Description of author: Thomas Boston (1676-1732) was a Scottish Presbyterian minister and scholar.
Comments: This soliloquy was written in 1699. It is as relevant today as it was then. Boston’s comments are both helpful and convicting. This little work was written primarily for ministers of the gospel, but all will benefit. He begins with the text of Matthew 4:19 – Follow me, and I will make you fishers of men – the words which Jesus spoke to Peter and Andrew by the Sea of Galilee. He observes that in this text there is a duty (follow me) and a promise (I will make you fishers of men). In typical Puritan fashion, he then divides his comments into a very detailed outline. The two main parts are (1) That it is the Lord Jesus Christ that makes men fishers of men (p. 7-14). This first part is further divided into three main headings: I. How Christ makes men fishers of men; II. Why unconverted men are compared to fish in the water; and III. That ministers are fishers by office; (2) That the way for me to be a fisher of men is to follow Christ (p. 14-43). This second part is divided into two main headings: I. What following Christ supposes and implies; and II. Wherein Christ is to be followed.
An example of some of the excellent advice given: Take not the way of natural wisdom, follow not the rules of carnal wisdom. Its language will always be, Master, spare thyself; have a care of thy credit and reputation among men. If thou speak freely, they will call thee a railer, and thy preaching reflections; every parish will scare at thee as a monster of men, and one that would preach them all to hell; and so thou shalt not be settled. Such and such a man, that has a great influence in a parish, will never like thee. That way of preaching is not the way to gain people; that startles them at the very first. You may bring them on by little and little, by being somewhat smooth, at least at the first: for this generation is not able to abide such doctrine as that thou preachest. But hear thou and follow the rules of the wisdom that is from above: for the wisdom of the world is foolishness with God; that which is in high esteem among men, is nought in the sight of God. The wisdom that is from above will tell thee, that thou must be denied to thy credit and reputation . . . It will tell thee, Let them call thee what they will, that thou must cry aloud, and spare not; lift up thy voice like a trumpet . . . It will tell thee, that God has appointed the bounds of men’s habitation . . . It will tell thee that not many wise, not many mighty, not many noble are called . . . Whether they will hear, or whether they will forbear, thou shalt speak God’s words unto them . . . It will shew thee rules quite contrary to those of carnal wisdom (p. 20-21).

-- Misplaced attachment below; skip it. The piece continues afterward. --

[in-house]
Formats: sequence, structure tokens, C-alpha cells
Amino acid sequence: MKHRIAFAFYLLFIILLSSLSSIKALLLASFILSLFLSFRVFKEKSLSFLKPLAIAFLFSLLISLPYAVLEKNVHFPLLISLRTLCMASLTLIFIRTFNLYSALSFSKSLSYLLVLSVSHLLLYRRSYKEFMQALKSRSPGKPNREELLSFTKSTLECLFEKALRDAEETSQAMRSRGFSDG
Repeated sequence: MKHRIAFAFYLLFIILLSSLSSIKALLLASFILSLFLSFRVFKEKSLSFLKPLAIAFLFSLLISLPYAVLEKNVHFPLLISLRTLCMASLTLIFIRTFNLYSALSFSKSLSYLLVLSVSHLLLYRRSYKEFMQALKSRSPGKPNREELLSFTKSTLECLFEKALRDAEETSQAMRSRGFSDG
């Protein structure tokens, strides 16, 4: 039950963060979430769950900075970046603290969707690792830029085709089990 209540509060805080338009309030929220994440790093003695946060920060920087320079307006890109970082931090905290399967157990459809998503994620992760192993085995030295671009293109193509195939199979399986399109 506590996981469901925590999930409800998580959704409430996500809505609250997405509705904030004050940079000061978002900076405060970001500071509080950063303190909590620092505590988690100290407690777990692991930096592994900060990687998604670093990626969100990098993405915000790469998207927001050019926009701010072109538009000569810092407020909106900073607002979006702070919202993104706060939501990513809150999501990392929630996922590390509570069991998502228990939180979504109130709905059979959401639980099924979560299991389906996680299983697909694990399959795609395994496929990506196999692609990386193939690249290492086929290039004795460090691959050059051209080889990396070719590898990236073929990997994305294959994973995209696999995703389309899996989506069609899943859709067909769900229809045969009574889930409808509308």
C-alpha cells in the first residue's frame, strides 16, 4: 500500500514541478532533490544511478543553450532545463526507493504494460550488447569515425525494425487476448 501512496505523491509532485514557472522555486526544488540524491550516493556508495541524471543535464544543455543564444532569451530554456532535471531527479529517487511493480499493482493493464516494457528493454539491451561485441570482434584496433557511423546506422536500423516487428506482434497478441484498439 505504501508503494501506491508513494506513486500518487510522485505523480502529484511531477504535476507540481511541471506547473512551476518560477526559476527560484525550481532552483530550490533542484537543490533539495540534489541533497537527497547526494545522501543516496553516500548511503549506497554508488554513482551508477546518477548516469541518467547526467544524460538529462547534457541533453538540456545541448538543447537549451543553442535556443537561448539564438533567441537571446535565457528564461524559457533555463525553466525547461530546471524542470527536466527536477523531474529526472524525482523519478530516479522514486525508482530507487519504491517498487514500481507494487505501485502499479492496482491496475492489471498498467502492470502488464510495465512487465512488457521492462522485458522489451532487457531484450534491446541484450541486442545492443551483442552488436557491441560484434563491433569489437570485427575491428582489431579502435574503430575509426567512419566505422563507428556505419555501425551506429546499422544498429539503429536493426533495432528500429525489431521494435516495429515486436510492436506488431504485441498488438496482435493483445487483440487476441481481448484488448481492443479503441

This soliloquy reminds us of several important things: (1) the importance of the work of preaching in saving souls; (2) our dependence upon God in the accomplishing of this monumental task; and (3) the need for our hearts to be burdened for the people to whom we preach.